- BERLIN 2018: Katharina Mückstein’s second feature tackles the conflicts between who we are, how we want to be perceived, and how to free ourselves from social conventions
Austrian filmmaker Katharina Mückstein’s second feature, L'Animale [+see also:
interview: Katharina Mückstein
film profile], which is screening in Panorama Special at the Berlinale, but which is also taking part in the Generation 14plus section, deals with complex questions concerning the characters' identity: who they are in essence, how they are and how they want to be perceived, and whether it is possible to reconcile these often conflicting aspects of one’s personality.
Set in rural Austria, the film focuses on 18-year-old Mati (Sophie Stockinger, who debuted in Mückstein’s first film, Talea [+see also:
interview: Katharina Mückstein
film profile]) and her family. Mati is “one of the boys”, a member of a gang of youngsters riding around on motocross bikes and intimidating the rest of the village, especially the girls. It is more of a self-important attitude than actual bullying, although the leader of the gang, Sebi (Jack Hofer), does sometimes act violently, especially when his ego is boosted by the pack mentality.
Mati's father, Paul (Dominik Warta), is a construction worker whose closeted homosexuality is accidentally discovered by his wife, veterinarian Gabi (Kathrin Resetharis). She is, of course, shocked, but does not confront him about it directly, probably out of fear for the integrity of the family. And Paul is nevertheless forced to face the issue when a co-worker recognises him from a gay dating site.
When Mati refuses Sebi's unexpected romantic advances, she becomes an outcast and starts being treated like all the other girls. It definitely does not help her case with the boys that she befriends Carla (Julia Frantz Richter), an independent girl living on her own and working in a supermarket that the group likes to frequent, and whose employees they like to bully. With her new friend, Mati realises that she does not have to conform to social expectations, but making use of this understanding in reality is a different matter.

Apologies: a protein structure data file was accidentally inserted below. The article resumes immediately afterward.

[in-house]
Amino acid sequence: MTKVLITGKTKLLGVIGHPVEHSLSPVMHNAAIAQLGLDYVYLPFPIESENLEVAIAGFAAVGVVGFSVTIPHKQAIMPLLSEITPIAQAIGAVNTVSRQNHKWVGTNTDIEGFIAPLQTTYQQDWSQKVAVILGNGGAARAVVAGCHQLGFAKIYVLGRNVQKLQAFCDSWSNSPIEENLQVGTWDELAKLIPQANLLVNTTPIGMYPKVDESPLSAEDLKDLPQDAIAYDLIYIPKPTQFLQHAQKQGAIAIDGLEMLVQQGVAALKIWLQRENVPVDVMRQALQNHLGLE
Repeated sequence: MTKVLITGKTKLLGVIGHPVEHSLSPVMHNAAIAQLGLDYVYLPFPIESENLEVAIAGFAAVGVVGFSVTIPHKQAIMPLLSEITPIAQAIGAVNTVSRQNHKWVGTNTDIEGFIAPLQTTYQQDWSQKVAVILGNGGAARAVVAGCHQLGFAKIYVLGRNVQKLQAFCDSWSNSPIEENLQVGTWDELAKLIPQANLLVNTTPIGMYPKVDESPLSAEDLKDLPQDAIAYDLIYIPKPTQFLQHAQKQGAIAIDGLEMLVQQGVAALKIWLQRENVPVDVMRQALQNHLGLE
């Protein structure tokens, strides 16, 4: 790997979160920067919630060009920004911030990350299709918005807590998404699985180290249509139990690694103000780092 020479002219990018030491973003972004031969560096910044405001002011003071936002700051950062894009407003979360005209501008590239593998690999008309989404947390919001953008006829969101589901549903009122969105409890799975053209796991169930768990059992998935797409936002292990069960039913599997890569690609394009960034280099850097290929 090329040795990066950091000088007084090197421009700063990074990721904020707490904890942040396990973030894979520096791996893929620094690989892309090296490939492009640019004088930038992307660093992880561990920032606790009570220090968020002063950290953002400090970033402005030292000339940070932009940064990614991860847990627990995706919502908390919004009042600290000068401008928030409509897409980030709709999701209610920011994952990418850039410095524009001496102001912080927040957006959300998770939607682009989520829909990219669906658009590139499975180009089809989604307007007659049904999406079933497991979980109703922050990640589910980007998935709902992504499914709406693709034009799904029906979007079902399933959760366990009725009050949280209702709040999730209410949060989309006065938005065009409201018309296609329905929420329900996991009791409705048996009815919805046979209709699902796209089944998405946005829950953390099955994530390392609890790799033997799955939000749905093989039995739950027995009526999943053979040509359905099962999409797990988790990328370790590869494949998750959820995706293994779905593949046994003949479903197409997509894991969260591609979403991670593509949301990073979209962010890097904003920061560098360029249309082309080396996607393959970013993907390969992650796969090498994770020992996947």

Mückstein tackles all of these issues very directly. The narrative structure is straightforward, alternating between the characters and their stories in a disciplined and very fluid manner, with the help of editor Natalie Schwager’s work. The cinematography by Michael Schindegger is crisp and clear, whether he is shooting the kids riding their bikes on a sunny day or causing trouble at a low-lit disco party, or when he combines contrast and depth of field in dramaturgically crucial scenes in a tunnel or a construction site storage room.
All of the actors do a serious, dedicated job, and Stockinger more than lives up to the main role she has been given. So far with roles in six films at her current age of 20, she is definitely one of the most promising stars of Austrian cinema.
The title of the film refers to an Italian song performed by Franco Battiato, and at one point near the finale, there is a montage sequence with characters lip-syncing to it. Given that it is related to the story, it might be a good idea for the producers to subtitle the lyrics.
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